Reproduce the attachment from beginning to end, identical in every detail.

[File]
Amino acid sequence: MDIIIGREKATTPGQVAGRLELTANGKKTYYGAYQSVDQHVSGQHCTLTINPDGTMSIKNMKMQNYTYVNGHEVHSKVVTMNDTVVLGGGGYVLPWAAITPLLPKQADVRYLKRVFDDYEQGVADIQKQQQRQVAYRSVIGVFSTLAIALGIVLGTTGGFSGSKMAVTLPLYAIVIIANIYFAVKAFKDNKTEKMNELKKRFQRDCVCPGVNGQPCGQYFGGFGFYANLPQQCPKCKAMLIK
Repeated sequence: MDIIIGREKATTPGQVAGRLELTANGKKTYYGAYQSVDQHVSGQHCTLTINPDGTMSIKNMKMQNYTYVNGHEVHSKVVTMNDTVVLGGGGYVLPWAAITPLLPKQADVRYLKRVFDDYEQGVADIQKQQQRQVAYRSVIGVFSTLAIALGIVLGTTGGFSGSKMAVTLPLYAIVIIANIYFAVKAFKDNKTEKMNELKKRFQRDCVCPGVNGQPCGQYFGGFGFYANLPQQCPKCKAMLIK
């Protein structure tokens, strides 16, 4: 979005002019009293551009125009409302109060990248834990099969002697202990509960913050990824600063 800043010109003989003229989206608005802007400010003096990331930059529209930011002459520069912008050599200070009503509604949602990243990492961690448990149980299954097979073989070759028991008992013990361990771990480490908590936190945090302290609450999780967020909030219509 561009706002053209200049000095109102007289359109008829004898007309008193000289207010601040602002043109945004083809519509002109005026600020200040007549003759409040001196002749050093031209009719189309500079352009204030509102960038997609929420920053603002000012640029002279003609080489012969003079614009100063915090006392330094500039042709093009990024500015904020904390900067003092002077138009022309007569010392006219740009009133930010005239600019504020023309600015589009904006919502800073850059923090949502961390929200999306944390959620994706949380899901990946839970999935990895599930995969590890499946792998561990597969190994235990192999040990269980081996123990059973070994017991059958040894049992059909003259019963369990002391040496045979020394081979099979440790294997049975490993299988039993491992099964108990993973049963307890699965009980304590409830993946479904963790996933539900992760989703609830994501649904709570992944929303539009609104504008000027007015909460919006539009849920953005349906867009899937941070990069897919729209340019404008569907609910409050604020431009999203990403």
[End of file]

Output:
Amino acid sequence: MDIIIGREKATTPGQVAGRLELTANGKKTYYGAYQSVDQHVSGQHCTLTINPDGTMSIKNMKMQNYTYVNGHEVHSKVVTMNDTVVLGGGGYVLPWAAITPLLPKQADVRYLKRVFDDYEQGVADIQKQQQRQVAYRSVIGVFSTLAIALGIVLGTTGGFSGSKMAVTLPLYAIVIIANIYFAVKAFKDNKTEKMNELKKRFQRDCVCPGVNGQPCGQYFGGFGFYANLPQQCPKCKAMLIK
Repeated sequence: MDIIIGREKATTPGQVAGRLELTANGKKTYYGAYQSVDQHVSGQHCTLTINPDGTMSIKNMKMQNYTYVNGHEVHSKVVTMNDTVVLGGGGYVLPWAAITPLLPKQADVRYLKRVFDDYEQGVADIQKQQQRQVAYRSVIGVFSTLAIALGIVLGTTGGFSGSKMAVTLPLYAIVIIANIYFAVKAFKDNKTEKMNELKKRFQRDCVCPGVNGQPCGQYFGGFGFYANLPQQCPKCKAMLIK
């Protein structure tokens, strides 16, 4: 979005002019009293551009125009409302109060990248834990099969002697202990509960913050990824600063 800043010109003989003229989206608005802007400010003096990331930059529209930011002459520069912008050599200070009503509604949602990243990492961690448990149980299954097979073989070759028991008992013990361990771990480490908590936190945090302290609450999780967020909030219509 561009706002053209200049000095109102007289359109008829004898007309008193000289207010601040602002043109945004083809519509002109005026600020200040007549003759409040001196002749050093031209009719189309500079352009204030509102960038997609929420920053603002000012640029002279003609080489012969003079614009100063915090006392330094500039042709093009990024500015904020904390900067003092002077138009022309007569010392006219740009009133930010005239600019504020023309600015589009904006919502800073850059923090949502961390929200999306944390959620994706949380899901990946839970999935990895599930995969590890499946792998561990597969190994235990192999040990269980081996123990059973070994017991059958040894049992059909003259019963369990002391040496045979020394081979099979440790294997049975490993299988039993491992099964108990993973049963307890699965009980304590409830993946479904963790996933539900992760989703609830994501649904709570992944929303539009609104504008000027007015909460919006539009849920953005349906867009899937941070990069897919729209340019404008569907609910409050604020431009999203990403």